Like all Americans, and indeed like everyone in the world, the Asian American community in the American South has been profoundly affected by the ongoing Covid crisis, including the death of family and friends in our community. One of those friends was Corky Lee, who passed away from Covid in January of this year. It is clear now that Covid, and the violence and harassment directed against our community, will be the defining crisis for our generation of Asian Americans. Future historians will remember how we as Americans respond today.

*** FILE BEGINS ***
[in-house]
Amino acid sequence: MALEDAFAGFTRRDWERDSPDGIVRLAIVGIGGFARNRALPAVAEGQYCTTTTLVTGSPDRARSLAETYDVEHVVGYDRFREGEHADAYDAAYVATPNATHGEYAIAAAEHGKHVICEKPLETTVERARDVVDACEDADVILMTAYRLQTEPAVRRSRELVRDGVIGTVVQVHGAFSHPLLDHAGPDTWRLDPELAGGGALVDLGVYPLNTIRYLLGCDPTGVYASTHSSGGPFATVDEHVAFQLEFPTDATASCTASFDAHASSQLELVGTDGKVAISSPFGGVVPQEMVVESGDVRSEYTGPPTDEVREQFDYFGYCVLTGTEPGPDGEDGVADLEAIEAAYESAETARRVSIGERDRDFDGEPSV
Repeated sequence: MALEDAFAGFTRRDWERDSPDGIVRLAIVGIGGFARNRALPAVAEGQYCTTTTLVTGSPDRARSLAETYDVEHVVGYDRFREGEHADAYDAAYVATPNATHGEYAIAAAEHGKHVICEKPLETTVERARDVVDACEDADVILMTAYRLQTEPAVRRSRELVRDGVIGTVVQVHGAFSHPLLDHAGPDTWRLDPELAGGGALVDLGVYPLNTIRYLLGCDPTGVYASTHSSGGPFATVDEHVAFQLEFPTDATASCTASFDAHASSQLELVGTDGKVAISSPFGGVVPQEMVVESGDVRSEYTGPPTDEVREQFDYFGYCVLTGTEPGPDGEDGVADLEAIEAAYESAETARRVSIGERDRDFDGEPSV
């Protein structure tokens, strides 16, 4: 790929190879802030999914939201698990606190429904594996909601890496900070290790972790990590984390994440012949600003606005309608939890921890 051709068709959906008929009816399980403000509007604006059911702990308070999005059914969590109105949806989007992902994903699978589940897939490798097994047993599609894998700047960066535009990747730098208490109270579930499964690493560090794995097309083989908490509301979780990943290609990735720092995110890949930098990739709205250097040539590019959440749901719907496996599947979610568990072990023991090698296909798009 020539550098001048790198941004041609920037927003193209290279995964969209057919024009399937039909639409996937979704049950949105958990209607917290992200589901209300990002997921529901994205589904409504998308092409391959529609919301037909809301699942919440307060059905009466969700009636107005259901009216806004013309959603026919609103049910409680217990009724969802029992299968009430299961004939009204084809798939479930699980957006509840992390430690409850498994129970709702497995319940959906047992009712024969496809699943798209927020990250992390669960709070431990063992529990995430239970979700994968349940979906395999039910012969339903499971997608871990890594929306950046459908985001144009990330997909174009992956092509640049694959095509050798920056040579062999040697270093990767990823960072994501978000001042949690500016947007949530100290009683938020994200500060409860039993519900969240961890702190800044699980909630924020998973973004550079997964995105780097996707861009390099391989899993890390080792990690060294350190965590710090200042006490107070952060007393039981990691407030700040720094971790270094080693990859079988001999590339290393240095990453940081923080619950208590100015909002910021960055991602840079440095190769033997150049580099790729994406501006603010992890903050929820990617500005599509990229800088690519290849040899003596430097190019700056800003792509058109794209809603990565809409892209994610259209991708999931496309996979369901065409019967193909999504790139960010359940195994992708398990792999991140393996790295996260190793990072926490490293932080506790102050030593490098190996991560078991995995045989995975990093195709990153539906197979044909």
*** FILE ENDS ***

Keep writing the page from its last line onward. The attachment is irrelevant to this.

**** Four asterisks indicate that the elected official is currently in office.
NolaChinese: Asian Americans in Louisiana Politics 亞洲美國人在路州參政. Accessed from Youtube (https://www.youtube.com/playlist?list=PL-du-0FMXLgNNjFQjOMHbfbyubHJ3hLyY).